The goal of ManyClasses 1 is to examine how the timing of feedback affects student learning in authentic college courses over the course of a single semester. Specifically, we will compare the effects of immediate feedback (i.e. feedback provided right after an assignment is submitted) versus delayed feedback (i.e. feedback provided several days after an assignment is submitted) on course-relevant student learning outcomes. Additionally, given the fact that students automatically see immediate feedback but not delayed feedback, another factor we will examine is whether students are incentivized to view the feedback provided.

We chose to investigate the timing of feedback in ManyClasses 1 for several reasons:

  1. The provision of feedback on course assignments is highly recommended for improving student learning (e.g., American Psychological Association, Coalition for Psychology in Schools and Education, 2015; Benassi, Overson, & Hakala, 2014; Booth, McGinn, Barbieri, Begolli, Chang, Miller-Cotto, Young, & Davenport, 2017; Pashler et al., 2007),
  2. The provision of feedback is a common component of most classes and will not represent a deviation from normal practice,
  3. Instructors must decide when to provide feedback to their students and they need evidence-based recommendations to inform that decision, and
  4. There are recent claims that delayed feedback is more effective than immediate feedback (see Butler & Woodward, 2018), which contrasts with current recommendations to educators to provide feedback immediately.

The goal is to have approximately 40 instructors apply to have their students participate representing a wide range of different classes, topics, formats, disciplines, and student populations. These instructors will be any college instructor teaching an undergraduate course in Fall 2019 that meets the following criteria: uses Canvas as the course’s online learning management system, includes at least two assignments on different topics that can be administered on Canvas and can be objectively scored, includes a measure of student learning that is administered after the assignments and targets content from the assignments, and has a projected enrollment of at least 30 undergraduate students.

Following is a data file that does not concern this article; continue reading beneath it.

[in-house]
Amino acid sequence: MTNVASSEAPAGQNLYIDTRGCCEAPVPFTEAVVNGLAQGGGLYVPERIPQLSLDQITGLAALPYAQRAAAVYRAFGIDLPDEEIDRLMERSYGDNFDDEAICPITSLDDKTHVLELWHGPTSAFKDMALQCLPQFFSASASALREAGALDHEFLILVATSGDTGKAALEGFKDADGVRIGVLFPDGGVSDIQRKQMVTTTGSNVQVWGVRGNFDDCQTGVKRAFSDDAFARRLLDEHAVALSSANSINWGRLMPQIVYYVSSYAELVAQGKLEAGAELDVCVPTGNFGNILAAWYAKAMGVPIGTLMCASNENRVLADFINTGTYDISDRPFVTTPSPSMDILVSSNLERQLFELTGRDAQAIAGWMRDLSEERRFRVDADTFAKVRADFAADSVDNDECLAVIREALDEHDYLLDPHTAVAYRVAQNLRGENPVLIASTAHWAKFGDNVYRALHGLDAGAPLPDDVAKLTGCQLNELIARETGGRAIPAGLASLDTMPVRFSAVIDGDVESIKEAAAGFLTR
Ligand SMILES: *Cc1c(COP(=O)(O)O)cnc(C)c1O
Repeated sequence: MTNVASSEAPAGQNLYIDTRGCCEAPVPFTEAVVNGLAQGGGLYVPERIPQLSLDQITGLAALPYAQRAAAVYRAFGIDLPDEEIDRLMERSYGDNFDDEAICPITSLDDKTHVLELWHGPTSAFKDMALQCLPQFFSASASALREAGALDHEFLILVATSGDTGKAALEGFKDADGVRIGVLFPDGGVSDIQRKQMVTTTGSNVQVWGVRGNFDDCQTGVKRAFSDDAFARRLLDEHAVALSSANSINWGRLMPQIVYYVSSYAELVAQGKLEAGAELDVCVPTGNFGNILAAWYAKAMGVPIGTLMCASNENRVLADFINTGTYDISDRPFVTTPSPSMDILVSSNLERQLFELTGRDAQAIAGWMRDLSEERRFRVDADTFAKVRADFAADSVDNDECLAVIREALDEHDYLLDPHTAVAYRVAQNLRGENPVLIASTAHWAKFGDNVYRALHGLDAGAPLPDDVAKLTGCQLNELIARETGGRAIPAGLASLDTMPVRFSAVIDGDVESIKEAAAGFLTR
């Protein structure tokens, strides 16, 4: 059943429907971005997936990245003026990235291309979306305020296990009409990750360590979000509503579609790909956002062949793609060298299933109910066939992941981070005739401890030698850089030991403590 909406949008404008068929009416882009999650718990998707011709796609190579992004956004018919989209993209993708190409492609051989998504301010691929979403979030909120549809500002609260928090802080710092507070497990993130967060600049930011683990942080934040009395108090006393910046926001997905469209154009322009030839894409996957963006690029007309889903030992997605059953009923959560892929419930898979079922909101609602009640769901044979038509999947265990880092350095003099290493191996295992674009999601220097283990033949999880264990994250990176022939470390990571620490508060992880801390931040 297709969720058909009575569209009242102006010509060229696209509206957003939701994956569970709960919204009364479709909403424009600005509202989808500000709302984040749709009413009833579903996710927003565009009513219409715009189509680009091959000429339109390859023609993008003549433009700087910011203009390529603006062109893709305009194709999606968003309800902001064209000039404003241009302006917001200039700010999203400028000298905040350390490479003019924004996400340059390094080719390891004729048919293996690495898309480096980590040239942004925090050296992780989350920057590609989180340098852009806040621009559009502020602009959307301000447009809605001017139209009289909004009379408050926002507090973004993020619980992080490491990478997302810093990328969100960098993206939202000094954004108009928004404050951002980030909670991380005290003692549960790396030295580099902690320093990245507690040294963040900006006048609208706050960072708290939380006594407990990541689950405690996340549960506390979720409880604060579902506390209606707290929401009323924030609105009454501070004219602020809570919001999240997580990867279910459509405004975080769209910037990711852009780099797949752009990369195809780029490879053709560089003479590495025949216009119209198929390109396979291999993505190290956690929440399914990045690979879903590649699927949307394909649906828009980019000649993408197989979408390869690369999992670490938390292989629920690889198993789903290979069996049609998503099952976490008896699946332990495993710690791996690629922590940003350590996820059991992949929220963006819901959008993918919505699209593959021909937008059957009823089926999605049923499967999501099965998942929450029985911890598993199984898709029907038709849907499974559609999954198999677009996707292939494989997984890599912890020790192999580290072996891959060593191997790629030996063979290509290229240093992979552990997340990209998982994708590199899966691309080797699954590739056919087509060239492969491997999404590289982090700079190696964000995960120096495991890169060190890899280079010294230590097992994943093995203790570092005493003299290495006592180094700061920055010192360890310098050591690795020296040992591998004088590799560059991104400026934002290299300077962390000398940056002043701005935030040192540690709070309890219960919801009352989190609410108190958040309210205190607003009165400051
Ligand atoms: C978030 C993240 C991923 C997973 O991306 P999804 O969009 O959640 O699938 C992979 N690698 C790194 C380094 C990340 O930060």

Over the course of the semester, students will engage in the normal conduct of the college course. Students will complete at least two assignments on which feedback is provided. Assignments will be randomly assigned to receive immediate feedback or delayed feedback. For example, for some students, on their first assignment they will receive immediate feedback and on their second assignment they will receive delayed feedback. For other students, it will be the reverse. Additionally, classes will be randomly assigned to incentivize or not incentivize students to access the feedback. For example, in some classes, students will have an incentive to look over their feedback (e.g. earn two additional points). In other classes, students will not. Thus, there will be slight variations in the timing of the feedback and in the incentive to view that feedback. However, within a class, all students will be exposed to the same variations. The researchers will then analyze the data to assess the generalizable effect of immediate feedback on course-relevant learning outcomes across many classes.

In sum, ManyClasses 1 is an ambitious research project that seeks to bring researchers and educators together to better understand how the timing of feedback and the incentives to look at the feedback influence student learning.

Click here to view the ManyClasses 1 Call for Applications